You have to feel a little bit sorry for Mike Penning. Being Road Safety Minister in the Coalition is a lot like being Minister for Open Government in North Korea. Penning's colleagues are slashing the road safety budget and cutting the police, and he'll have to stand by and do very little because anything that interferes with a car owner's right to drive where, when and how fast he likes is "War on the Motorist".
The best he can do is launch a partnership between the THINK! child road safety campaign and four football clubs.
The new initiative will focus on helping six to 11-year-olds learn how to find safe places to cross the road after evidence showed that this is a key factor in helping children stay safe on the roads.
That should help them avoid the motorists who can speed with impunty now the speed cameras have been unplugged. As for football clubs - Blackburn Rovers, Sunderland, West Bromwich Albion and Leeds United - I hope the kids are also keeping a special look-out for footballers - hardly a day seems to go by without another one getting convicted for a driving offence or crashing a super-powerful car.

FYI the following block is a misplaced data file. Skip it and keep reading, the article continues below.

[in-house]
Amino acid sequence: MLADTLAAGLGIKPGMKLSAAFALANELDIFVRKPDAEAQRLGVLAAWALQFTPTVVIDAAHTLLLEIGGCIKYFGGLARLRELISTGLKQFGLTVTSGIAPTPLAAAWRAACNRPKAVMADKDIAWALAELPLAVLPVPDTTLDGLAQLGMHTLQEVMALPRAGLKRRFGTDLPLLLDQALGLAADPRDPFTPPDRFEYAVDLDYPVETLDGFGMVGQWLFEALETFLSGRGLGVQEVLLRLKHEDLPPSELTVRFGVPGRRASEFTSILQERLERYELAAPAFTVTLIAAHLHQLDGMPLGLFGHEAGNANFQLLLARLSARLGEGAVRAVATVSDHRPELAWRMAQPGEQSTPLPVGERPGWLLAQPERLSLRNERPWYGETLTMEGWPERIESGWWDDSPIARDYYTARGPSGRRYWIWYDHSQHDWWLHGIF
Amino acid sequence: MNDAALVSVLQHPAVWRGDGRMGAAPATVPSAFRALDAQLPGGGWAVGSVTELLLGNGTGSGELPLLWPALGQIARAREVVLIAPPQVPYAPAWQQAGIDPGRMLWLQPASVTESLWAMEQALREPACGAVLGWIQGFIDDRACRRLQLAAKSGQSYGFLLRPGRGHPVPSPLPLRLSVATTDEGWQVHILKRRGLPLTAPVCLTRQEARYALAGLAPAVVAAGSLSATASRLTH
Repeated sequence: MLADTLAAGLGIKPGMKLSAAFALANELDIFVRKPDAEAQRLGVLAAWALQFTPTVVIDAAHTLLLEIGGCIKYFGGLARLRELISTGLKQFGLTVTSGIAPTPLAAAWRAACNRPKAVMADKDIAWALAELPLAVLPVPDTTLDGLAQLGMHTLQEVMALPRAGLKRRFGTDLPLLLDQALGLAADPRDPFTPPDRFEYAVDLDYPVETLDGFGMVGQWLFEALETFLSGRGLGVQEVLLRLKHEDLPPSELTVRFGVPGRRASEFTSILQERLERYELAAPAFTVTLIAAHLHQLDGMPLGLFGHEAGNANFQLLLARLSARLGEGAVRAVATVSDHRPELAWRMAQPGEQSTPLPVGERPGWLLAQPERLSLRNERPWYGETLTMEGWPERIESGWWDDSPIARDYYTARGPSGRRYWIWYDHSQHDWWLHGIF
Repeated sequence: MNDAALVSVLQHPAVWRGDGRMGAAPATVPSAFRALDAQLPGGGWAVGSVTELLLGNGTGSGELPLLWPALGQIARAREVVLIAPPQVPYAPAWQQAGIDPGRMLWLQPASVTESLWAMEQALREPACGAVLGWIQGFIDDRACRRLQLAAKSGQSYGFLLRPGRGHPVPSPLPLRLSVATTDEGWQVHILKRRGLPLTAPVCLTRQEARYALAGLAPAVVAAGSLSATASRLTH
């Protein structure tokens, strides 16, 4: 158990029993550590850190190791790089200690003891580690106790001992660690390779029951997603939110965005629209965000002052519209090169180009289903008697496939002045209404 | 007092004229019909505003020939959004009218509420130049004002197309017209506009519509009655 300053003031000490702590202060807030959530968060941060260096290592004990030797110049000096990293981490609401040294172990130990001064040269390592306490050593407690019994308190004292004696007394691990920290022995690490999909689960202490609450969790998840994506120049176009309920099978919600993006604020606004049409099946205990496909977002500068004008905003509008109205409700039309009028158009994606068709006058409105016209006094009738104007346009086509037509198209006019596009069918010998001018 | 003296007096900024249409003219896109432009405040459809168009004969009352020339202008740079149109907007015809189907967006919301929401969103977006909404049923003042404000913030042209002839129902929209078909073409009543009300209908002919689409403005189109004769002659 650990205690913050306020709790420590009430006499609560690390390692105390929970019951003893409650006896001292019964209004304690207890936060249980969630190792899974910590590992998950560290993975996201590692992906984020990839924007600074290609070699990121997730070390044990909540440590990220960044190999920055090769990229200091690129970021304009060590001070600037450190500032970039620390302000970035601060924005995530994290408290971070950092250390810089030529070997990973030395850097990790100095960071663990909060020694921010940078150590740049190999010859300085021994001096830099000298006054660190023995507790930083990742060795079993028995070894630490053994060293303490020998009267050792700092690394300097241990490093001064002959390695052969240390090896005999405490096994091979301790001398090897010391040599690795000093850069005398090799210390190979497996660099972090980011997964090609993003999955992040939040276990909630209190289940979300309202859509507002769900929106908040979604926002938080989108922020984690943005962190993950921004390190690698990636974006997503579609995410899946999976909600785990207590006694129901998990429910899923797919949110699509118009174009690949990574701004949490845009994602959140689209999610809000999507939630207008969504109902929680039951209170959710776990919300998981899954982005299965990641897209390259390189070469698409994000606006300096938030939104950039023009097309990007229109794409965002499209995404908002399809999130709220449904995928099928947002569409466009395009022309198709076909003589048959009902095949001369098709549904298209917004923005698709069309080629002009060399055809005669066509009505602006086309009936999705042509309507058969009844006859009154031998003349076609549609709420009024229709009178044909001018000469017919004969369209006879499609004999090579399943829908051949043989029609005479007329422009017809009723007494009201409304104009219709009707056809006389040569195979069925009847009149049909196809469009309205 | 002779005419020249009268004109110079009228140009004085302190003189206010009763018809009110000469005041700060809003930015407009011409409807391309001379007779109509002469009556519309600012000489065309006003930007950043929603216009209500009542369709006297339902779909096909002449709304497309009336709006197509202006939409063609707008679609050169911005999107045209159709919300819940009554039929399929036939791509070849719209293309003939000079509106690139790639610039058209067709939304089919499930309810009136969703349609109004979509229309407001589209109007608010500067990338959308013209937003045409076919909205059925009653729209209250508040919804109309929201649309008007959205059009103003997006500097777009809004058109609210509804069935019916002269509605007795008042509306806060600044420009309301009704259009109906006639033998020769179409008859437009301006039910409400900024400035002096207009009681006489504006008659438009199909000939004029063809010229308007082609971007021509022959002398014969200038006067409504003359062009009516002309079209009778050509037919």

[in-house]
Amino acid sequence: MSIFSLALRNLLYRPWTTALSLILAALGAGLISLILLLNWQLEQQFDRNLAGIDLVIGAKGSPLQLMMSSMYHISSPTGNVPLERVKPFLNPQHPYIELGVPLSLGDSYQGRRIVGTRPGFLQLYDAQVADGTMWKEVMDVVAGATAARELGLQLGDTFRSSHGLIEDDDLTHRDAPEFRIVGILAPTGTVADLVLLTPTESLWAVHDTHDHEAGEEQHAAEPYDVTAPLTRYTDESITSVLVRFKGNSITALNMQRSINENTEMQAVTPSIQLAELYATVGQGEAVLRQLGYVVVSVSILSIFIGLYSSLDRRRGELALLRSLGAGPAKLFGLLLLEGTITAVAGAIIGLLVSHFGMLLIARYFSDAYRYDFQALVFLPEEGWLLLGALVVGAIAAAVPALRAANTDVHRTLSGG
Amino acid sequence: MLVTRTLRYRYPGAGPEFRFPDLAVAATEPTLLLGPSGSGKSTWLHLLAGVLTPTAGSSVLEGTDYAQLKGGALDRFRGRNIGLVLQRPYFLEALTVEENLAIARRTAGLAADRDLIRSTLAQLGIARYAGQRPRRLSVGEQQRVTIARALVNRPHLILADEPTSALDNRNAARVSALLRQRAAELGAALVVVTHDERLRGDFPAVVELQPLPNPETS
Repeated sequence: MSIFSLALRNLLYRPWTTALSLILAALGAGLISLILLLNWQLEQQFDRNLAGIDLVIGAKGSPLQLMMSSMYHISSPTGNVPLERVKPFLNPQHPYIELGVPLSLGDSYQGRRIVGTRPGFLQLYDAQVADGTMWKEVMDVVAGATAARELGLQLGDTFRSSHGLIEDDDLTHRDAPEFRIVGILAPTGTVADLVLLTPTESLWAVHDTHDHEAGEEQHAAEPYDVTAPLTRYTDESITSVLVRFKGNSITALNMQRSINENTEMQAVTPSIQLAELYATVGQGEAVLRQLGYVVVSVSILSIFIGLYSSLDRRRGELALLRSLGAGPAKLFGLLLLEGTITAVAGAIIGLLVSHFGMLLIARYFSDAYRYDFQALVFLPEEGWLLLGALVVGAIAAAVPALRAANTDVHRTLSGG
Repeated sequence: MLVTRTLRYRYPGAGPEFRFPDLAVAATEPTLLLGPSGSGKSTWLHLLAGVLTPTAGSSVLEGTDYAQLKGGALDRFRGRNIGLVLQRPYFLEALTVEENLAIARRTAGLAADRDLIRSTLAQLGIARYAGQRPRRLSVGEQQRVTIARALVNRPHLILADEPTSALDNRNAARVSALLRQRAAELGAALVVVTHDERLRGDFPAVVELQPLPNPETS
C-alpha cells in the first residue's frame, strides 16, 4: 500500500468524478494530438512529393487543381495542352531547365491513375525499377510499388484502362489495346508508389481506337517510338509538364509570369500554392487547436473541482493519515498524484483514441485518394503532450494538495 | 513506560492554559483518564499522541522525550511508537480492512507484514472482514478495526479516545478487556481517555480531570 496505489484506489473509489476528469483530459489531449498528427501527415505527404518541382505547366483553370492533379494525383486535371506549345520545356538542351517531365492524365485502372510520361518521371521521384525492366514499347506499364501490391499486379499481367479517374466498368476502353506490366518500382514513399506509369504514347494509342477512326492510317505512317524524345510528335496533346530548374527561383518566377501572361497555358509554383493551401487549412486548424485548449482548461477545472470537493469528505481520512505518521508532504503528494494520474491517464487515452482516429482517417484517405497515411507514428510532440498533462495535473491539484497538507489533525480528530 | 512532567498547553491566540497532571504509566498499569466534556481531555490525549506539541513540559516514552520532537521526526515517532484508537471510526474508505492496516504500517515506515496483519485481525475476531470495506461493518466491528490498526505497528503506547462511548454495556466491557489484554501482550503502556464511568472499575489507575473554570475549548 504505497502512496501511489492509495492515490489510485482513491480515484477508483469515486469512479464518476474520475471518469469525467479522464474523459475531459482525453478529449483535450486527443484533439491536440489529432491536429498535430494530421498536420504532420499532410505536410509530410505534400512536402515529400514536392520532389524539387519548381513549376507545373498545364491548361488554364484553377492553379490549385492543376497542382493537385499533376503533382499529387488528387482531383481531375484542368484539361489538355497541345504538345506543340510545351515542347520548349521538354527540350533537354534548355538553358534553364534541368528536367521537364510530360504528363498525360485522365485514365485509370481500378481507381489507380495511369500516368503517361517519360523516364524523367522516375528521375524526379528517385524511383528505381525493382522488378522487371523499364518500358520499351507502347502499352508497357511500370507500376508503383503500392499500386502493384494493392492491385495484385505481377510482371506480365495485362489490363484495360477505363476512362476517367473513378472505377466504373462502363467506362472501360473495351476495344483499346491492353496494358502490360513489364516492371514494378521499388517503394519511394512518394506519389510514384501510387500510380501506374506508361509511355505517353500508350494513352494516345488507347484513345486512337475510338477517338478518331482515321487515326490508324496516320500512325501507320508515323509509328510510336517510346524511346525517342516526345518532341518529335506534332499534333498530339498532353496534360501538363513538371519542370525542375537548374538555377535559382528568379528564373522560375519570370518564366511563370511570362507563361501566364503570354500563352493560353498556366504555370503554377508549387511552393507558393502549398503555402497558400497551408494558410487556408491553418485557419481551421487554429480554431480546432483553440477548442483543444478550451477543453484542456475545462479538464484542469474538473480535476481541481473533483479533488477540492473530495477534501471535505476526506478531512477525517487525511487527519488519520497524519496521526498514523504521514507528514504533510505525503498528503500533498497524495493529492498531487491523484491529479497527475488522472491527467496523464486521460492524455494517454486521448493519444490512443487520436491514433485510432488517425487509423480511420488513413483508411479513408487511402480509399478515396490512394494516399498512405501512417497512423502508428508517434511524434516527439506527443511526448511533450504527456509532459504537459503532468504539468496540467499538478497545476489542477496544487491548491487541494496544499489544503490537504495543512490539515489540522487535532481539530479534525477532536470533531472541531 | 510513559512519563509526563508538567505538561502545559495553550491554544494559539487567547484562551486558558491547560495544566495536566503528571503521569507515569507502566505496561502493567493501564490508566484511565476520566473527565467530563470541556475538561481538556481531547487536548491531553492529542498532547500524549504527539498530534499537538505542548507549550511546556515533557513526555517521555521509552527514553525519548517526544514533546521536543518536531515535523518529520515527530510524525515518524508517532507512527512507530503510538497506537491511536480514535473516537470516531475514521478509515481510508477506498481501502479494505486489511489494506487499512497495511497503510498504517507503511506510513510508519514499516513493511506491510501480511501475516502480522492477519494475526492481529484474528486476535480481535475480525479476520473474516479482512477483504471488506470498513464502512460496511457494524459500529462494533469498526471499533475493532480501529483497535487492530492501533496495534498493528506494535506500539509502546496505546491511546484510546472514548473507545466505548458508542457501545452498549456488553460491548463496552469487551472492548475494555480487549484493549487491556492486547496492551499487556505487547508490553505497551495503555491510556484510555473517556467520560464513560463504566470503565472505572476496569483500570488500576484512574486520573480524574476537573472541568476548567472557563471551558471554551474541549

A little personal anecdote here. A friend's 11-year-old son does not know how to cross roads. That's because he's always been driven almost everywhere, so he's never had the need. Crossing roads is a difficult skill for children to learn, and they won't learn it sitting on a sofa or in a car - or at a football club for that matter. It's a little-understood consequence of the 'cotton-wool society' that kids are no longer able to learn basic skills of risk assessment because they're so seldom out on their own. The more dangerous the roads are, the more protective parents feel compelled to drive their nippers around, and the less kids are able to cope with roads.